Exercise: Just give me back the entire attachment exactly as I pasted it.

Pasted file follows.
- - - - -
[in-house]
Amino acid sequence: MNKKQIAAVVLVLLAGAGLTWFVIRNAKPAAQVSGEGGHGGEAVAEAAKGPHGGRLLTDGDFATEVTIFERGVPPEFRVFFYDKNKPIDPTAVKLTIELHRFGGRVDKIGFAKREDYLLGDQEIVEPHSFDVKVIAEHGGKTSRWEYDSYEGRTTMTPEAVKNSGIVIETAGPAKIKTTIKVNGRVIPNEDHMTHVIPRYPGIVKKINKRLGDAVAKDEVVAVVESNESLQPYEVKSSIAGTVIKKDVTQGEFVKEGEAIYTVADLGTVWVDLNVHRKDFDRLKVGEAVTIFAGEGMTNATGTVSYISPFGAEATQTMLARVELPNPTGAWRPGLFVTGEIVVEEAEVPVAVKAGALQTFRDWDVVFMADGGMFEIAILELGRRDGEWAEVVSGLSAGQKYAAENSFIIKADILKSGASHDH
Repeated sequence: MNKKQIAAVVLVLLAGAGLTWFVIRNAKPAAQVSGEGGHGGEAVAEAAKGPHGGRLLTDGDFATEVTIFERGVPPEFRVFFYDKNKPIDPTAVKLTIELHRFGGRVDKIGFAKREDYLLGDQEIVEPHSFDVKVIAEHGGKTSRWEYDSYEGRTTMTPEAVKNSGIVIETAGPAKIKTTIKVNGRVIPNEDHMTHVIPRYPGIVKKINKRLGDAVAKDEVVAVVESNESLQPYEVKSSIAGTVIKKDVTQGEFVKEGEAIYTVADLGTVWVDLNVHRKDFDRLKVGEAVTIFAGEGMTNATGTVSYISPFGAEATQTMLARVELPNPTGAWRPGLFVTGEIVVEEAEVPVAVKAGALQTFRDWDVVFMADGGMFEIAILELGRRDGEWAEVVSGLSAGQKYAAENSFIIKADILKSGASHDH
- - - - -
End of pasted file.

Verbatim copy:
[in-house]
Amino acid sequence: MNKKQIAAVVLVLLAGAGLTWFVIRNAKPAAQVSGEGGHGGEAVAEAAKGPHGGRLLTDGDFATEVTIFERGVPPEFRVFFYDKNKPIDPTAVKLTIELHRFGGRVDKIGFAKREDYLLGDQEIVEPHSFDVKVIAEHGGKTSRWEYDSYEGRTTMTPEAVKNSGIVIETAGPAKIKTTIKVNGRVIPNEDHMTHVIPRYPGIVKKINKRLGDAVAKDEVVAVVESNESLQPYEVKSSIAGTVIKKDVTQGEFVKEGEAIYTVADLGTVWVDLNVHRKDFDRLKVGEAVTIFAGEGMTNATGTVSYISPFGAEATQTMLARVELPNPTGAWRPGLFVTGEIVVEEAEVPVAVKAGALQTFRDWDVVFMADGGMFEIAILELGRRDGEWAEVVSGLSAGQKYAAENSFIIKADILKSGASHDH
Repeated sequence: MNKKQIAAVVLVLLAGAGLTWFVIRNAKPAAQVSGEGGHGGEAVAEAAKGPHGGRLLTDGDFATEVTIFERGVPPEFRVFFYDKNKPIDPTAVKLTIELHRFGGRVDKIGFAKREDYLLGDQEIVEPHSFDVKVIAEHGGKTSRWEYDSYEGRTTMTPEAVKNSGIVIETAGPAKIKTTIKVNGRVIPNEDHMTHVIPRYPGIVKKINKRLGDAVAKDEVVAVVESNESLQPYEVKSSIAGTVIKKDVTQGEFVKEGEAIYTVADLGTVWVDLNVHRKDFDRLKVGEAVTIFAGEGMTNATGTVSYISPFGAEATQTMLARVELPNPTGAWRPGLFVTGEIVVEEAEVPVAVKAGALQTFRDWDVVFMADGGMFEIAILELGRRDGEWAEVVSGLSAGQKYAAENSFIIKADILKSGASHDH